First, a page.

Tuesday, May 12, 2015


Spell Check at Parlor Gallery, Asbury Park, New Jersey
My first visit to Parlor Gallery in Asbury Park was a pleasure. I kept thinking I was in Santa Monica, perhaps because I could smell the sea and had the distinct urge to go surfing. The exhibition was filled with about every sort of contemporaneous text you can imagine. Visitors immediately were met with Ray Geary’s F-U-C-K piece (pills in plexiglass) on the table by the door with gallery notes and price list! Behind you was Geary’s S-I-N below belt level. This was intentional. Stealing the show was spray-painted picture, Ashes by the modest young artist, Jonny Ruzzo. They must be selling like hotcakes! If it had been a large silk screen, I would have pegged it for one of Warhol’s graffiti series if there was one. Russo’s other piece Heroin completed the abject theme. His other work owes a bit to Karen Kilimnik. These were exemplary of the cross over of  “street” and gallery work. 

Basquiat (tag, SAMO in the early 80’s) brought graffiti to the art world big time. It flourished and we have had a burgeoning of inside/outside art ever since. San Francisco artists, Barry McGee and the late Margaret Killgallon, are two of my favorites. Another single word piece by artist, Jessica Lichtenstein’s was problematic for me. As a red blooded (hetero) critic, her L-U-S-T piece messed with my head. As a nerd, I enjoy Manga cuteness and goofy Miyazaki films, so the inclusion of actual “porn” sullied an ironic “innocence” even if it was meant to be tongue in cheek. L-U-S-T was also partly suspect because the intention was so obvious. Appropriating Manga (the sex-filled variety) and filling the word LUST ain’t subtle. Spinning the topic differently is clever and bound to challenge borders but seems an anathema. Though, the issues certainly remain apt for a new audience.
Text and Image have been linked in art history since early stone relief. It stayed healthy as illustrated Medieval manuscripts. The forms separated somewhere in the Renaissance but don’t quote me. Recently, the graphic novel and zines put them back together in book form. Tatts now (ubiquitously) combine them again on skin. This renewed use of assemblage is a great thing for visual culture but perhaps not so much for the novel itself. 

Ryan Cronin has the funniest artist bio I’ve ever read. His work is pop-like, healthy images of beer labels. Artist, Bri Cirel summed up the show’s semi-erotic subtext with a painting of the Venus de Milo, My Eyes. Funny, especially since she has been missing her head for a few thousand years! Of course, the nude has been a staple of art since ancient times. One wonders if the Ancient Greeks were seeking ultimate beauty or a quick turn on ­– they had their own gender issues. I can’t make a fair comment on Arabic script used over images of fashion models by artist, Porkchop. This is, of course, politically charged but also reminded me of a foundation art course. Let’s face it images of women are charged no matter what the intent. The issue of objectification of women is also charged, if unresolved.
I’m not sure another neon word-piece helps or hinders the show but they are topical these days. Dare, I say pretty collectable ever since artist, Bruce Nauman’s, seminal neon piece from 1967, The True Artist Helps The World By Revealing Cosmic Truth. Tracy Emin makes them now too. She’s saving up for a retirement home. I haven’t made a neon sign yet but I am thinking about it! It might be titled, How Do You Turn This Damn Thing Off? Or perhaps a low wattage, neon piece for a kid’s room that says, Night Light!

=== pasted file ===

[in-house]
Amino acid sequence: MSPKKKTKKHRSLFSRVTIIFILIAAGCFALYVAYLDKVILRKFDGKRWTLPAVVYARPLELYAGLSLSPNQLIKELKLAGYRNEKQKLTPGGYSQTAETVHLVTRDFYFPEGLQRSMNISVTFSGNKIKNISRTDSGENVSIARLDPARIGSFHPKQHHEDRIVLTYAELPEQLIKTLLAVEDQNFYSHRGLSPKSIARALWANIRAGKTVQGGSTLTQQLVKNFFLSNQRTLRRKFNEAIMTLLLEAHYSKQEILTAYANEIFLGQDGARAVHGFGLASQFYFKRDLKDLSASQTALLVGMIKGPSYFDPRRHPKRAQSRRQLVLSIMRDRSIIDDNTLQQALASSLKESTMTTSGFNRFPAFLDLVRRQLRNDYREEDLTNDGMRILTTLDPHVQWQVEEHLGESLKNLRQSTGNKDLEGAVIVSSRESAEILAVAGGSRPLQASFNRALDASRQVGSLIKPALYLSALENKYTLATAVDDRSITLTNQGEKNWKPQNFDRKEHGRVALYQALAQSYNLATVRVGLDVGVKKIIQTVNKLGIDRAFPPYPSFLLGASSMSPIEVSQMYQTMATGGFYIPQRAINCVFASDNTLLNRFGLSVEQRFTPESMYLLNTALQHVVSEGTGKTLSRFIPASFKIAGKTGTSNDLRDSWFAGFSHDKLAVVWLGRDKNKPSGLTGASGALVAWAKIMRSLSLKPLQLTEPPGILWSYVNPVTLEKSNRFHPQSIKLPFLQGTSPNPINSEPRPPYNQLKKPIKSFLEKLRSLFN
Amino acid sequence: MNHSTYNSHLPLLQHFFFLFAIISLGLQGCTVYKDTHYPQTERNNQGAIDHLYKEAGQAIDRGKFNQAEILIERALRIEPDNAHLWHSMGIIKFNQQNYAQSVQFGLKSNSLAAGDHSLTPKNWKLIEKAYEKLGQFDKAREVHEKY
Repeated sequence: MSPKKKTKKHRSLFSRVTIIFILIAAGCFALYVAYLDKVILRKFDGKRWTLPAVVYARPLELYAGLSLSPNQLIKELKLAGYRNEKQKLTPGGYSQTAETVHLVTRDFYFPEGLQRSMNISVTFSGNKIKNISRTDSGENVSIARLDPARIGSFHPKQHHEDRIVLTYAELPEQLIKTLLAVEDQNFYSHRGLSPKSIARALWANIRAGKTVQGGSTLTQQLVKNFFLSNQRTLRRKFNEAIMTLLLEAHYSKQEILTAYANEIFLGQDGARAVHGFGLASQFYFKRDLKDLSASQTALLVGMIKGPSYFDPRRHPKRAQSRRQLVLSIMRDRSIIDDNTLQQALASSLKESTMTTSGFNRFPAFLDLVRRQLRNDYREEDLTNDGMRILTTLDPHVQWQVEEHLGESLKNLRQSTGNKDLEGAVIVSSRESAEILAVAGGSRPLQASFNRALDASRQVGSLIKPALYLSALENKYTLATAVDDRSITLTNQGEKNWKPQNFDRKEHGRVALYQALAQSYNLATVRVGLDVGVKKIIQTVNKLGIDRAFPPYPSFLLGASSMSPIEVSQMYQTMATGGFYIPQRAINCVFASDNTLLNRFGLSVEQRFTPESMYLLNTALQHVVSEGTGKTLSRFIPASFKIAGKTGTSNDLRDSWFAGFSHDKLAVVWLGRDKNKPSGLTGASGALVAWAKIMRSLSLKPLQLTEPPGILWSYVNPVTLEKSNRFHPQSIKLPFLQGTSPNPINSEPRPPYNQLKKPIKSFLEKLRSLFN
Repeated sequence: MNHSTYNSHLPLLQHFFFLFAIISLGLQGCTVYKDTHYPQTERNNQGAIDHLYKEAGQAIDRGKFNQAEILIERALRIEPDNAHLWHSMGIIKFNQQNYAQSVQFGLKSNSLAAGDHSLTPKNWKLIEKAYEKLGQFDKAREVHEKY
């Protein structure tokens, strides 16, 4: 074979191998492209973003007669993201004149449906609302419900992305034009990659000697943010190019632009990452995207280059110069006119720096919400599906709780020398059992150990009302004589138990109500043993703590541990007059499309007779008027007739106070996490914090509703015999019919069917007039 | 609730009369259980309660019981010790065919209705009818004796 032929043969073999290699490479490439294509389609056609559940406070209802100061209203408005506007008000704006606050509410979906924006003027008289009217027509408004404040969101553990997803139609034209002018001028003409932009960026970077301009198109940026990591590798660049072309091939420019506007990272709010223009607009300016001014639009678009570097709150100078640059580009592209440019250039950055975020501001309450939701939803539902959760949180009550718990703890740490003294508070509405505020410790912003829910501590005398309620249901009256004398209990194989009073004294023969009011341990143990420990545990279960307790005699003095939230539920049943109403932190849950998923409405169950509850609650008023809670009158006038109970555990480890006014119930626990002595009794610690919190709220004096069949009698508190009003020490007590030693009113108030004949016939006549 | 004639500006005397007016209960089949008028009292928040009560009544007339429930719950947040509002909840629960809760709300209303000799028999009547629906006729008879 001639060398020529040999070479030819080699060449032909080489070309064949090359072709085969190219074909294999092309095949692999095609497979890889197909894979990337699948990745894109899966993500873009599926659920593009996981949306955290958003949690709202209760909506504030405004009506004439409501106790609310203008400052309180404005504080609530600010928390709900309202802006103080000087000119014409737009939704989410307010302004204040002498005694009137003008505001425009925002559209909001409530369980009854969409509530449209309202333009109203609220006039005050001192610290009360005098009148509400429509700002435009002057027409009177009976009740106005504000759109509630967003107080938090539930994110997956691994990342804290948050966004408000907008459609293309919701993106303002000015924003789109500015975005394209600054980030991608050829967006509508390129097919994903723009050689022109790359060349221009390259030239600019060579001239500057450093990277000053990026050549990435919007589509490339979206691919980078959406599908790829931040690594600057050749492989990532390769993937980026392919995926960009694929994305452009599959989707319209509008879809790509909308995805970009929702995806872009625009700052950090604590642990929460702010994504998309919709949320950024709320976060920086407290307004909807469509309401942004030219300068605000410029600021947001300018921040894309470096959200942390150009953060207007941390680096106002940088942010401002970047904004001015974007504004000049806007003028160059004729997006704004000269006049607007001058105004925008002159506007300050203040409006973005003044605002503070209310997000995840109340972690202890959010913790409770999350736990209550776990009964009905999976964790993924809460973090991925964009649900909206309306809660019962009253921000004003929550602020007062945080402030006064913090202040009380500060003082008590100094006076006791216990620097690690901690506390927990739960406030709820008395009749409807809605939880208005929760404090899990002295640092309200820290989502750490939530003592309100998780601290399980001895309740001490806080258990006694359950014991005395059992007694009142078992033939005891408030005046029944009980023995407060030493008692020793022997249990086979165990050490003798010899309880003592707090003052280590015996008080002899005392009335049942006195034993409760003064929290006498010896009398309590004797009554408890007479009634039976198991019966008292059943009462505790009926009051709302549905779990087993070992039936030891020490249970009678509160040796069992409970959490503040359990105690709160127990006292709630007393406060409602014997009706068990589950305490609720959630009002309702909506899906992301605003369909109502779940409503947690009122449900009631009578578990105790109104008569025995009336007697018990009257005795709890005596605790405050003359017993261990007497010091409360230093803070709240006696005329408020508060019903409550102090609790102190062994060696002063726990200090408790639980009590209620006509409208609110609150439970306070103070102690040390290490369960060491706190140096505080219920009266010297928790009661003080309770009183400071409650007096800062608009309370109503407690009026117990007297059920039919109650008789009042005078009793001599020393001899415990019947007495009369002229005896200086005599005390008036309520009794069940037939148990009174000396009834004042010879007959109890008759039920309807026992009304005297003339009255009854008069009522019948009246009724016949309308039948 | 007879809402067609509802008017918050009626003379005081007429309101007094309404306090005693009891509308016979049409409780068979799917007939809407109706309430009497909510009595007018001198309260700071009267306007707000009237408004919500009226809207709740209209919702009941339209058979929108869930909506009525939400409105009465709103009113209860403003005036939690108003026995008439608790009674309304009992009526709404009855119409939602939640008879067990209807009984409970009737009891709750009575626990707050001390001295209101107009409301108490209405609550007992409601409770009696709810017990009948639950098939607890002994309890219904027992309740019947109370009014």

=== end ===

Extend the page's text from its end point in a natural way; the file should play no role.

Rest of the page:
Use of words by outsiders has been picked up by Urban Outfitters and signs are now commonly for sale in Marshalls and Target. They have greeting card sentiments and we are meant to hang them in bathrooms. I repaint them with rude sayings or write obtuse phrases in the wrong place for a sense of mild irony. Artist, Keith Scharwath produces work in a similar vein; small, inexpensive acronyms. Freud’s “Uncanny” is another matter. The whole of Asbury Park might well be called Uncanny!
Parlor Gallery deserves praise for showing work of this caliber outside a metro area – Philadelphia should take notice. The show certainly puts paid to the idea that there is nothing at the shore but sand, sun and Sangria and the occasional surprise appearance of The Boss at the Stone Pony!


Belle Starr said...

Hello James~
Thanks so much for visiting Parlor Gallery and your wonderful & witty review of the exhibit! Laura was kind enough to share. Just wanted to let you know that the text in the artist Porkchop's work is actually a "language" and series of symbols and fonts created and conceived by the artist over the years which nods to Sanscrit, but is not Arabic in origin. His work of late has been focused on a fantasy world of Aliens/Future peoples dominated and ruled by powerful women and these are their symbols and one of many means of communication. It's more complex than that, but won't go into it here! Also wanted you to check out Ray Geary's neon "ob*nox*ious" which was not in our show, but we have exhibited in the past. I think you will enjoy it and it has multiple settings which flash and blink and are slightly seizure-inducing.
Again thanks so much for taking the time to write such a thoughtful review. Please say "hello" again next time you visit Asbury!
Warm Regards,

James Rosenthal said...

Thanks, Jill. Appreciate the corrections about Porkchop. I knew I had that bit wrong!